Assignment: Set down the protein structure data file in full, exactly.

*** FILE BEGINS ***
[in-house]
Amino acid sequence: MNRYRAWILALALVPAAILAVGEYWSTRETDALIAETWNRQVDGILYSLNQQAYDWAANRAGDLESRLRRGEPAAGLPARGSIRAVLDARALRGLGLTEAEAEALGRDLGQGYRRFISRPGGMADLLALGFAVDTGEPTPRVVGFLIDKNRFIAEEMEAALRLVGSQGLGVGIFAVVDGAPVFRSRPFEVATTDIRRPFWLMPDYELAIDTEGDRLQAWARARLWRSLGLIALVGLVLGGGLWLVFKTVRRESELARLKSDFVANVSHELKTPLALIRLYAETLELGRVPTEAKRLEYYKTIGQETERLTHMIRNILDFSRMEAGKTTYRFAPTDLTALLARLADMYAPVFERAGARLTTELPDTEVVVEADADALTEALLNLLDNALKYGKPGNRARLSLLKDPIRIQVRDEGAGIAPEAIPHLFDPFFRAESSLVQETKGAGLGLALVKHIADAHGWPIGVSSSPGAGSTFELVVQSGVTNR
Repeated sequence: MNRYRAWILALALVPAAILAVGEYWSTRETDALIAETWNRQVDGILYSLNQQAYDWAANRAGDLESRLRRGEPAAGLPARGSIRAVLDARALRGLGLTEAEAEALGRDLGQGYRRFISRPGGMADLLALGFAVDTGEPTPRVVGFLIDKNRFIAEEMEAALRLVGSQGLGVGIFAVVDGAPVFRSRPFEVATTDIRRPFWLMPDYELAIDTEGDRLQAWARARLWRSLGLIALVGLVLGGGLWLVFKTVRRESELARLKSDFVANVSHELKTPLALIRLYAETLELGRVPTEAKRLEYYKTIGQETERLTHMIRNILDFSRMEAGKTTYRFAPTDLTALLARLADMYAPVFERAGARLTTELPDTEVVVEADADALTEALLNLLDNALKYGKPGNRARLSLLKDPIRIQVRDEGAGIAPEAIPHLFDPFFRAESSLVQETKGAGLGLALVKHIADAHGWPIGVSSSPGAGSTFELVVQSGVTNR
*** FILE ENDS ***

[in-house]
Amino acid sequence: MNRYRAWILALALVPAAILAVGEYWSTRETDALIAETWNRQVDGILYSLNQQAYDWAANRAGDLESRLRRGEPAAGLPARGSIRAVLDARALRGLGLTEAEAEALGRDLGQGYRRFISRPGGMADLLALGFAVDTGEPTPRVVGFLIDKNRFIAEEMEAALRLVGSQGLGVGIFAVVDGAPVFRSRPFEVATTDIRRPFWLMPDYELAIDTEGDRLQAWARARLWRSLGLIALVGLVLGGGLWLVFKTVRRESELARLKSDFVANVSHELKTPLALIRLYAETLELGRVPTEAKRLEYYKTIGQETERLTHMIRNILDFSRMEAGKTTYRFAPTDLTALLARLADMYAPVFERAGARLTTELPDTEVVVEADADALTEALLNLLDNALKYGKPGNRARLSLLKDPIRIQVRDEGAGIAPEAIPHLFDPFFRAESSLVQETKGAGLGLALVKHIADAHGWPIGVSSSPGAGSTFELVVQSGVTNR
Repeated sequence: MNRYRAWILALALVPAAILAVGEYWSTRETDALIAETWNRQVDGILYSLNQQAYDWAANRAGDLESRLRRGEPAAGLPARGSIRAVLDARALRGLGLTEAEAEALGRDLGQGYRRFISRPGGMADLLALGFAVDTGEPTPRVVGFLIDKNRFIAEEMEAALRLVGSQGLGVGIFAVVDGAPVFRSRPFEVATTDIRRPFWLMPDYELAIDTEGDRLQAWARARLWRSLGLIALVGLVLGGGLWLVFKTVRRESELARLKSDFVANVSHELKTPLALIRLYAETLELGRVPTEAKRLEYYKTIGQETERLTHMIRNILDFSRMEAGKTTYRFAPTDLTALLARLADMYAPVFERAGARLTTELPDTEVVVEADADALTEALLNLLDNALKYGKPGNRARLSLLKDPIRIQVRDEGAGIAPEAIPHLFDPFFRAESSLVQETKGAGLGLALVKHIADAHGWPIGVSSSPGAGSTFELVVQSGVTNR